U.S. Senators Tina Smith, Lindsey Graham Reintroduce Bipartisan Legislation to Help Prepare Young People for the Workforce

WASHINGTON, D.C. [02/16/23]—This week, U.S. Senators Tina Smith (D-Minn.) and Lindsey Graham (R-S.C.) reintroduced bipartisan legislation to promote partnerships between afterschool providers and businesses so young people can explore career paths and opportunities that help them land their first jobs and thrive in the workforce.

The Youth Workforce Readiness Act would support high-quality programs that help young people gain practical skills and connect them to real-life work experiences and learning opportunities. The legislation is co-sponsored by Senators Susan Collins (R-ME) and Ron Wyden (D-OR).

“We should be doing everything we can to provide our kids with the skills and connections they need to find good jobs and contribute to their communities. I also hear from employers in Minnesota that they need help getting connected to great employees. That’s where afterschool and out-of-school time providers can play a role in helping young people gain skills and make connections to mentors, opportunities and local employers,” said Sen. Smith, a member of the Senate Education and Labor Committee. “Our bipartisan bill would help support youth success for years to come by exposing young people to a wide range of careers and helping them make connections in the workforce.”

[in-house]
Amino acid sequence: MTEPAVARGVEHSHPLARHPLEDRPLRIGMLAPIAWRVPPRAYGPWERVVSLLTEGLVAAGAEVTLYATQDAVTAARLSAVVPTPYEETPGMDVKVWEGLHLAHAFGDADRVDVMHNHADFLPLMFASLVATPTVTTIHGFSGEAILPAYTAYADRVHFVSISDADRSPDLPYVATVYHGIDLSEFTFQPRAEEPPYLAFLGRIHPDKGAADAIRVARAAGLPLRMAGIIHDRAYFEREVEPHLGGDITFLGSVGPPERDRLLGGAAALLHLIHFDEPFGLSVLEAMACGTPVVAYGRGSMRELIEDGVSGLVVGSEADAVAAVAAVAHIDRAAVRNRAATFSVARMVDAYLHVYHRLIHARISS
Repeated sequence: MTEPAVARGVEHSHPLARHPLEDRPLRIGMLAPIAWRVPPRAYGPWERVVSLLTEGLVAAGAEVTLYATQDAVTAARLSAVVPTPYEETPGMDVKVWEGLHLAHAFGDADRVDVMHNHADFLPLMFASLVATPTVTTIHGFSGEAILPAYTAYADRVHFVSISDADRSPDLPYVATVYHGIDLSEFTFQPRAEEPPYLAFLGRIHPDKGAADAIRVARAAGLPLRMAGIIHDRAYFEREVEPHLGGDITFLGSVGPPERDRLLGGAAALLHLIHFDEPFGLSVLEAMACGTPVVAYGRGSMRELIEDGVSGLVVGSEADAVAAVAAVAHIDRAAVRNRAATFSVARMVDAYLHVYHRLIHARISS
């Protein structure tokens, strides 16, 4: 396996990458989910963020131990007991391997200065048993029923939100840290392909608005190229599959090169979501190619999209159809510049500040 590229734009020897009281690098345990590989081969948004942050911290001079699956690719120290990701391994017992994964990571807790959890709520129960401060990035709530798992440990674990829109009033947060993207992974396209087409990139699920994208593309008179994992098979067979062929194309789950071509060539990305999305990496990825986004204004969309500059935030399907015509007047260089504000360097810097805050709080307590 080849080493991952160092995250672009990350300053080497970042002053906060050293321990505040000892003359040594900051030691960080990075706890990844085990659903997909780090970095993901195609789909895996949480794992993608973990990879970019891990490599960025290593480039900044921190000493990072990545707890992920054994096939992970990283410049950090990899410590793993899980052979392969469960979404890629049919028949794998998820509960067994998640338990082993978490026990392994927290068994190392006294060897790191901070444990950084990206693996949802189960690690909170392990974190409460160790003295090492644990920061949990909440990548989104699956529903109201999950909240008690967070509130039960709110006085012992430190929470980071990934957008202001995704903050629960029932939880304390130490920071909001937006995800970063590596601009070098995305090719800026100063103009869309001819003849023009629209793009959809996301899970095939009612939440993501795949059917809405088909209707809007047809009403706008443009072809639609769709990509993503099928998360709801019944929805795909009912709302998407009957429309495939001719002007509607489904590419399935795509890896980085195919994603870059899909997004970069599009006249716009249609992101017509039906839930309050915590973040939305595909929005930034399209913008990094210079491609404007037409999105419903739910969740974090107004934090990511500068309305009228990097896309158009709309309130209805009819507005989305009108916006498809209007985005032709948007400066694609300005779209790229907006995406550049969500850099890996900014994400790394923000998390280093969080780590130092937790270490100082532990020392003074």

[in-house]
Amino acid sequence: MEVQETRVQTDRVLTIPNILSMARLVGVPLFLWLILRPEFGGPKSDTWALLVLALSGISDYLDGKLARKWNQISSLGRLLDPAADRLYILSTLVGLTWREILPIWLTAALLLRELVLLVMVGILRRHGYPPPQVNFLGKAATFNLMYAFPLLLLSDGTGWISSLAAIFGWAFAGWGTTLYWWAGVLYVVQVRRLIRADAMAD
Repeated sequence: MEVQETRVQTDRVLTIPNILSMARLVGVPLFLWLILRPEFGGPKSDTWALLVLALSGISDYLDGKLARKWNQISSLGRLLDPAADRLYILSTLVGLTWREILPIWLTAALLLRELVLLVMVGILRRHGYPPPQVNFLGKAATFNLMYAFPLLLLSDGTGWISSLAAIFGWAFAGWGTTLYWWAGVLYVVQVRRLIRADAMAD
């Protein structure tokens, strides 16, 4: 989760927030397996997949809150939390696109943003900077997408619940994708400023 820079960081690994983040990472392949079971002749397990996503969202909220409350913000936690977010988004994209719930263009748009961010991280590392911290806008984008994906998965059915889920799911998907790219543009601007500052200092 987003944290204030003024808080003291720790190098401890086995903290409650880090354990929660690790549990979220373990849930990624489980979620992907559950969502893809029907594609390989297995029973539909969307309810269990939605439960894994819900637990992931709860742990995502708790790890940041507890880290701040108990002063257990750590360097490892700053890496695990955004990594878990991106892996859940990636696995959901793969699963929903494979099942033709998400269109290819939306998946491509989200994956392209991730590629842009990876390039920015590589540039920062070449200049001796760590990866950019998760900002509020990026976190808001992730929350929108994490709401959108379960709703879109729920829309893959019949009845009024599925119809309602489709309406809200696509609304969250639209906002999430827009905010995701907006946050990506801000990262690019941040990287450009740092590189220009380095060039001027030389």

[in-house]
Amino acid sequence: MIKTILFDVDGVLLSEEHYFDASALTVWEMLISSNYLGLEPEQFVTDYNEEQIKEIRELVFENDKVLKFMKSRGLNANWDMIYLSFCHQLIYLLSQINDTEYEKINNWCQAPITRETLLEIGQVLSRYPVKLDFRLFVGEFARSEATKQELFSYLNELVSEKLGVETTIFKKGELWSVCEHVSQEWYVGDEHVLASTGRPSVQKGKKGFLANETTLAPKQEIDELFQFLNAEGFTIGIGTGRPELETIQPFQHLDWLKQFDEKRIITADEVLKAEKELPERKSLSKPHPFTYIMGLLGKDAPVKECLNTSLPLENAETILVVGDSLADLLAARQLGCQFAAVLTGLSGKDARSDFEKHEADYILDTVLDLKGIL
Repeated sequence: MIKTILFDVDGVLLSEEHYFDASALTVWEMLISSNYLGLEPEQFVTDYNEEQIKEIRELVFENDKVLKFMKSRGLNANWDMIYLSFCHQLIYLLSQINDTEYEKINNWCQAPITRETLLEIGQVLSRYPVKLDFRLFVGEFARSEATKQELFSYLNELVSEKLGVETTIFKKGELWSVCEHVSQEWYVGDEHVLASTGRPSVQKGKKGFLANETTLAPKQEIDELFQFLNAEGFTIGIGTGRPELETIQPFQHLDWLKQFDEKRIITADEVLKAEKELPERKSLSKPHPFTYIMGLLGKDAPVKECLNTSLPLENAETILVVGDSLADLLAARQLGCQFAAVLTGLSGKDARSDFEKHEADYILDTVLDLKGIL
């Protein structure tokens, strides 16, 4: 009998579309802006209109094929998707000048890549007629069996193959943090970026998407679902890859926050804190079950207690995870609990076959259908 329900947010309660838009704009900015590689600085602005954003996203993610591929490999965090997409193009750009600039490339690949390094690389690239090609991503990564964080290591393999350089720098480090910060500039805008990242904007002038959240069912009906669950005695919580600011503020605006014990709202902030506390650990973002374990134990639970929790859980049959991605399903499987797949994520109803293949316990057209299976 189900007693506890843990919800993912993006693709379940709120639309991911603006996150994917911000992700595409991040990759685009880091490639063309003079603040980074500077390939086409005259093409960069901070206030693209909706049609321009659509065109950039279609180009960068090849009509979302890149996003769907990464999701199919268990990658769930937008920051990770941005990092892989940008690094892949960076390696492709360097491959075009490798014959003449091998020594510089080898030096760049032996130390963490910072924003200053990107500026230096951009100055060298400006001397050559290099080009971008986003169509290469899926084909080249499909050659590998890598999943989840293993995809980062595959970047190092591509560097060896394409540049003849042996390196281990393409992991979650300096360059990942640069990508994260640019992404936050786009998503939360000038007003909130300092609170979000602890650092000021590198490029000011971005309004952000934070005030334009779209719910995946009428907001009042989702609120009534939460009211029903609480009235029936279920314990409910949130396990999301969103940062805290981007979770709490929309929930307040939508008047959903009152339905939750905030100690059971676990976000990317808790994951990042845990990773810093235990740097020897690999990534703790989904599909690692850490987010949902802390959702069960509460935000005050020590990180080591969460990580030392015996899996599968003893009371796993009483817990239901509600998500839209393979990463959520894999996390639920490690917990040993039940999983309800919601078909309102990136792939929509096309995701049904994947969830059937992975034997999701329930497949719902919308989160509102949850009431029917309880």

“Preparing our kids to successfully contribute to our economy helps keep America strong,” said Sen. Graham. “A well-educated, well-trained workforce is a key component to future economic development. This legislation is great news for South Carolina and an important investment in the future of our nation.”

Right now, too many young people in Minnesota and around the country don’t have the skills or connections they need to enter the workforce, while many employers often say they struggle to find workers with the right skills for open jobs. This bipartisan legislation would set up a grant program for out-of-school time organizations like the Boys & Girls Club to fund workforce preparation programs while also increasing coordination between local workforce boards and experts in youth policy.

The Youth Workforce Readiness Act will support programs that provide youth with:

  1. Essential skill development through formal and informal learning experiences;
  2. Career exploration through community-based business partnerships, including discovery opportunities, career assessments and planning into a variety of career paths;
  3. Employability skills including interviewing, resume writing, financial literacy and credential/certification opportunities that help youth find their first job; and
  4. Work-based learning opportunities to practice and apply skills in hands-on work environments through local community business partnerships.